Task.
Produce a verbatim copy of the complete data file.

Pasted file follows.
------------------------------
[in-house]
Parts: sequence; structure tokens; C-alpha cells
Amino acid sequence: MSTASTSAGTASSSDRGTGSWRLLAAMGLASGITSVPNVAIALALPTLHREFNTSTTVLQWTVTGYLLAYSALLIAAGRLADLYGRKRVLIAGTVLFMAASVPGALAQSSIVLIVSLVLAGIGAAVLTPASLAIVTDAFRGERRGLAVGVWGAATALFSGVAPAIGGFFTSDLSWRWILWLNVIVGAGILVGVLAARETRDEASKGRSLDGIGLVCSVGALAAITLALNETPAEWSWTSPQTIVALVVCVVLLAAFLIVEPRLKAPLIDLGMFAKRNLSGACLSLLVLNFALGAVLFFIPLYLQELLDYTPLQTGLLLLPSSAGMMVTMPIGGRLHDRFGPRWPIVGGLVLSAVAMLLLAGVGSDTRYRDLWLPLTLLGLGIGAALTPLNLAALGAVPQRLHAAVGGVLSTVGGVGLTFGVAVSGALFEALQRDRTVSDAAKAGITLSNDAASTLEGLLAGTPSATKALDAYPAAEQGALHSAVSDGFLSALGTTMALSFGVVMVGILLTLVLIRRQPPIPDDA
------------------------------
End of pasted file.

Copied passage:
[in-house]
Parts: sequence; structure tokens; C-alpha cells
Amino acid sequence: MSTASTSAGTASSSDRGTGSWRLLAAMGLASGITSVPNVAIALALPTLHREFNTSTTVLQWTVTGYLLAYSALLIAAGRLADLYGRKRVLIAGTVLFMAASVPGALAQSSIVLIVSLVLAGIGAAVLTPASLAIVTDAFRGERRGLAVGVWGAATALFSGVAPAIGGFFTSDLSWRWILWLNVIVGAGILVGVLAARETRDEASKGRSLDGIGLVCSVGALAAITLALNETPAEWSWTSPQTIVALVVCVVLLAAFLIVEPRLKAPLIDLGMFAKRNLSGACLSLLVLNFALGAVLFFIPLYLQELLDYTPLQTGLLLLPSSAGMMVTMPIGGRLHDRFGPRWPIVGGLVLSAVAMLLLAGVGSDTRYRDLWLPLTLLGLGIGAALTPLNLAALGAVPQRLHAAVGGVLSTVGGVGLTFGVAVSGALFEALQRDRTVSDAAKAGITLSNDAASTLEGLLAGTPSATKALDAYPAAEQGALHSAVSDGFLSALGTTMALSFGVVMVGILLTLVLIRRQPPIPDDA